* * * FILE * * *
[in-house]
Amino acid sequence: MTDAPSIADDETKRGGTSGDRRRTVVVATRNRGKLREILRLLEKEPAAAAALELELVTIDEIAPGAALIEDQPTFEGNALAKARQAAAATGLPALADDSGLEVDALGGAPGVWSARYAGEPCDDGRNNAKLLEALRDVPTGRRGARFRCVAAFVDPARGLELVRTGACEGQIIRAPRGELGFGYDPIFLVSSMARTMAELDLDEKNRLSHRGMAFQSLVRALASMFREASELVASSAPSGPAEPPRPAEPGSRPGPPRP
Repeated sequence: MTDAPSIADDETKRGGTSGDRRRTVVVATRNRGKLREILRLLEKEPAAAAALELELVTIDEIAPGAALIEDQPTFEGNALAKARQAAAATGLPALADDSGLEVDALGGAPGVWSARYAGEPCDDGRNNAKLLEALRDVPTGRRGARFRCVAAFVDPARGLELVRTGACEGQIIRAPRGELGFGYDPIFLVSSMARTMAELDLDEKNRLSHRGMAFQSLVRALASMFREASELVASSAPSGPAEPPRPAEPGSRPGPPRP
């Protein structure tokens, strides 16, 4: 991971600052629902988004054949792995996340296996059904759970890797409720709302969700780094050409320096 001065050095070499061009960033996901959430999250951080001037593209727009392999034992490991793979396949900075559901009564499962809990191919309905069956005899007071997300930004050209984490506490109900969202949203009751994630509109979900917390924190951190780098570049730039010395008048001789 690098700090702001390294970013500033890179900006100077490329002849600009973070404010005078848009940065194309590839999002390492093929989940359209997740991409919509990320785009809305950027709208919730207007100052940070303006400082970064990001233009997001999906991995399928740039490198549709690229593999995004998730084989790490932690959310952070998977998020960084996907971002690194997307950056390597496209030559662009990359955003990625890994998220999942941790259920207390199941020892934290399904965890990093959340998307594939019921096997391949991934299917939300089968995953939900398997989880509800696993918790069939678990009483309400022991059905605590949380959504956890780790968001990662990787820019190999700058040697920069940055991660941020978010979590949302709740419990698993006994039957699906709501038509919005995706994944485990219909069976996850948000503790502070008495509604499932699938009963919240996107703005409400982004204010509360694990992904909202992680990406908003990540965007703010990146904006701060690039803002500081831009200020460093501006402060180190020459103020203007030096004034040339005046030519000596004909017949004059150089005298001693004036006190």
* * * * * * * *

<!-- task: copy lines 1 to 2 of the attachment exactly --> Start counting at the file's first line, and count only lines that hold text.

[in-house]
Amino acid sequence: MTDAPSIADDETKRGGTSGDRRRTVVVATRNRGKLREILRLLEKEPAAAAALELELVTIDEIAPGAALIEDQPTFEGNALAKARQAAAATGLPALADDSGLEVDALGGAPGVWSARYAGEPCDDGRNNAKLLEALRDVPTGRRGARFRCVAAFVDPARGLELVRTGACEGQIIRAPRGELGFGYDPIFLVSSMARTMAELDLDEKNRLSHRGMAFQSLVRALASMFREASELVASSAPSGPAEPPRPAEPGSRPGPPRP